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Nikki Westoby, Jane E. Raymond; How persistent is attentional modulation of affective evaluation?. Journal of Vision 2005;5(8):392. doi: 10.1167/5.8.392.
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© ARVO (1962-2015); The Authors (2016-present)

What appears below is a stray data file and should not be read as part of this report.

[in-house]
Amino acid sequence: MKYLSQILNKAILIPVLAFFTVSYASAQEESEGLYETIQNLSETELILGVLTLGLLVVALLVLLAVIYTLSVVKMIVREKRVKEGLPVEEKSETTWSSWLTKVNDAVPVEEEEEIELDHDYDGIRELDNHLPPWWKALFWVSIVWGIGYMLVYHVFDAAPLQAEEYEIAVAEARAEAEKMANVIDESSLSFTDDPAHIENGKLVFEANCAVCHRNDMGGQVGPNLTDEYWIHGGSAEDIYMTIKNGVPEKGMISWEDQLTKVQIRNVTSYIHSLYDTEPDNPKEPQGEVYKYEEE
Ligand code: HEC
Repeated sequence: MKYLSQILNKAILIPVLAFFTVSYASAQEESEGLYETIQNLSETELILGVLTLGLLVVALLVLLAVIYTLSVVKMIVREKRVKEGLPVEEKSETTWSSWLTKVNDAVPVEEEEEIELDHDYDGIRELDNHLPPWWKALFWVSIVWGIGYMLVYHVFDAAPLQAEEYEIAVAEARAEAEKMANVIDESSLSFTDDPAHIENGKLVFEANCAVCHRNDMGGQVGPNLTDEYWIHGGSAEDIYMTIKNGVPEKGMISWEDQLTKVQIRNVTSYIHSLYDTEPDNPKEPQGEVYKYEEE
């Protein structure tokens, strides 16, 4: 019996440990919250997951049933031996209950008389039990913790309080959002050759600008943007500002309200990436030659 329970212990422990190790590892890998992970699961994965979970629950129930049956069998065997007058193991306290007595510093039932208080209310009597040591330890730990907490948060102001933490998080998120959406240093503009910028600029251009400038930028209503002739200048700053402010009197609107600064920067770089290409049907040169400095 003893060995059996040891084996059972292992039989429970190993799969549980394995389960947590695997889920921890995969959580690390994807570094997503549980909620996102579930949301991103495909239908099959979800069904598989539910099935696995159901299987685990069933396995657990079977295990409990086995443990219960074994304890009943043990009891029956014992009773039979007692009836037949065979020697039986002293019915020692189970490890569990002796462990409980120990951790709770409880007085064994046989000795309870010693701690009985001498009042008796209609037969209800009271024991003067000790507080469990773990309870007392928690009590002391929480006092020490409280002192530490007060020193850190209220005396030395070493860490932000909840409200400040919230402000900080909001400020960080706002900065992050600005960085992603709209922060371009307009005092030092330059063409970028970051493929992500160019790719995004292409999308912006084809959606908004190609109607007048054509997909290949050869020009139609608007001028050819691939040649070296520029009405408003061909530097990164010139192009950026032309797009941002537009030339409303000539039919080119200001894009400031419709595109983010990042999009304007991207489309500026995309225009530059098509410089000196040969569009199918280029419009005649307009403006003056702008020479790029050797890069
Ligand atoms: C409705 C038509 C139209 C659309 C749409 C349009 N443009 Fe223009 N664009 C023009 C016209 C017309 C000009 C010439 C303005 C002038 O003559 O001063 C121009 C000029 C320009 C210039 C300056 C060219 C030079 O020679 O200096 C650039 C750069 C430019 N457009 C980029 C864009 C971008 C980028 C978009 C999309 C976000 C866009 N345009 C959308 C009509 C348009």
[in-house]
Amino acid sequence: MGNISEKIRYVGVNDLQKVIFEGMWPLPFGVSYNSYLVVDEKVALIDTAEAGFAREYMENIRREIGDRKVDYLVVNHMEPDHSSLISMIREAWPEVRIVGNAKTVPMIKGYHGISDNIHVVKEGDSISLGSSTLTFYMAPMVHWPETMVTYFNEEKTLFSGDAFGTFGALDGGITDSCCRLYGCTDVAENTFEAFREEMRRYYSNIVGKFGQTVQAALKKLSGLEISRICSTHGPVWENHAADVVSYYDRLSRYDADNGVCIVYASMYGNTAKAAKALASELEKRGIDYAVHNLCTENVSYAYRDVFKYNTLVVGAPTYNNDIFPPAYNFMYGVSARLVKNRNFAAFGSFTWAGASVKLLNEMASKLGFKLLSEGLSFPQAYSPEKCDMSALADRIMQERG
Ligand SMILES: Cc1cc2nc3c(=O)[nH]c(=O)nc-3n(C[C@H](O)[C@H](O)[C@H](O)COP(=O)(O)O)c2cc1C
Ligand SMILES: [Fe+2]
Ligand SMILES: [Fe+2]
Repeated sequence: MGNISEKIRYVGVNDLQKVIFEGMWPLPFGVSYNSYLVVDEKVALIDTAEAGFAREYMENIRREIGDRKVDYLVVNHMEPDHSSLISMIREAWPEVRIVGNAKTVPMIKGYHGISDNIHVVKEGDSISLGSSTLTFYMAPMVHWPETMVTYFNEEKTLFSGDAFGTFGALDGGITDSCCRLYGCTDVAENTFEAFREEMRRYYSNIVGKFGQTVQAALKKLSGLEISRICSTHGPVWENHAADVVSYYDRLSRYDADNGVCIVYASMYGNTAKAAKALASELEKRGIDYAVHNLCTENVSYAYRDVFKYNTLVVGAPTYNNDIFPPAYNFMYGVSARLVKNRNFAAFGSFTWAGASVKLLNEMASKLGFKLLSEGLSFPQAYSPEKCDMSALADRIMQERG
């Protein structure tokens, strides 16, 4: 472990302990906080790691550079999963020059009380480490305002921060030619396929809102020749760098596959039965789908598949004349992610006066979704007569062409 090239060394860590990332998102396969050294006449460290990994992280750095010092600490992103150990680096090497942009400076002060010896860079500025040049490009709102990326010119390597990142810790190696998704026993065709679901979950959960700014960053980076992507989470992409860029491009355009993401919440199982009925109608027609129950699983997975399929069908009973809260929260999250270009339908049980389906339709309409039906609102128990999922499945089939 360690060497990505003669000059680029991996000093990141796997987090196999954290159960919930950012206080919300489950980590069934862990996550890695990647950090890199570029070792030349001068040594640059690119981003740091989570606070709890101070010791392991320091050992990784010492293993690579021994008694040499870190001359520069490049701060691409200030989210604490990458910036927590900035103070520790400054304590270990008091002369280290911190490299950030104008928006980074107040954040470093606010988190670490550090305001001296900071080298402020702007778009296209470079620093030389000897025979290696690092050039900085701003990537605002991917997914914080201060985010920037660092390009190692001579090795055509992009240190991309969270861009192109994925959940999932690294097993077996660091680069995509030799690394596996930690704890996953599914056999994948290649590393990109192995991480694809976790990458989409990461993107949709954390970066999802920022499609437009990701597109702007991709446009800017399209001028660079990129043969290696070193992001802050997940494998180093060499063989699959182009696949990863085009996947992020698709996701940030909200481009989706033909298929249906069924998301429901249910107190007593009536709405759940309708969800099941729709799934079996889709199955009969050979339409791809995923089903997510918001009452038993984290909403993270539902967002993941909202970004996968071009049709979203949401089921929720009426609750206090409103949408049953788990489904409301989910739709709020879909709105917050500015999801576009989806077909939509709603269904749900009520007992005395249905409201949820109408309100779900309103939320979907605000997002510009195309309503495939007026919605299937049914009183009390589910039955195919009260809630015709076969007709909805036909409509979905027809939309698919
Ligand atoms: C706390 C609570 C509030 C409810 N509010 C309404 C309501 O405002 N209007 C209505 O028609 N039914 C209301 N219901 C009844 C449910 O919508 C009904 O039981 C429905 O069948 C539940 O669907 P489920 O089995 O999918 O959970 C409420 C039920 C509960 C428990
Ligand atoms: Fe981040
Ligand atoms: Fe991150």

Previous research has shown that if a stimulus is evaluated along an emotional dimension immediately after being seen in a simple selective attention task, its evaluation will be more negative if it had been previously viewed as a distractor than if it had been seen as a target (Raymond, et al., 2003, Psych Sci, 14 (6), 537–542). Here, we extended the investigation of this distractor devaluation effect in three ways. First, we asked whether such effects could be produced when target search was slow and effortful, requiring analysis of each distractor. Second, we asked if these effects could be obtained using exemplars of everyday objects, as opposed to the abstract patterns studied previously. Third, we explored whether distractor devaluation would persist even when other information and other evaluative tasks were imposed between exposure to an item in a search task and its subsequent evaluation. Using full colour photographs of objects, we asked participants to categorize as quickly as possible a categorical oddball in a 3-item display. After each search task, participants rated a single object on a “good” or “bad” scale. The item evaluated was either from the immediately preceding trial (n); seen about 5 s earlier) or from the n-4 search trial (seen about 66 s earlier). We found that for both n and n-4 conditions, items previously seen as distractors were rated more negatively than items previously seen as targets. The results suggest that distractor devaluation effects can persist over relatively long intervals and can modulate responses to a wide range of stimuli. Our findings support the idea that attentional modulation of emotional appraisal results from persistent attentional inhibition that becomes associated with an object's representation.
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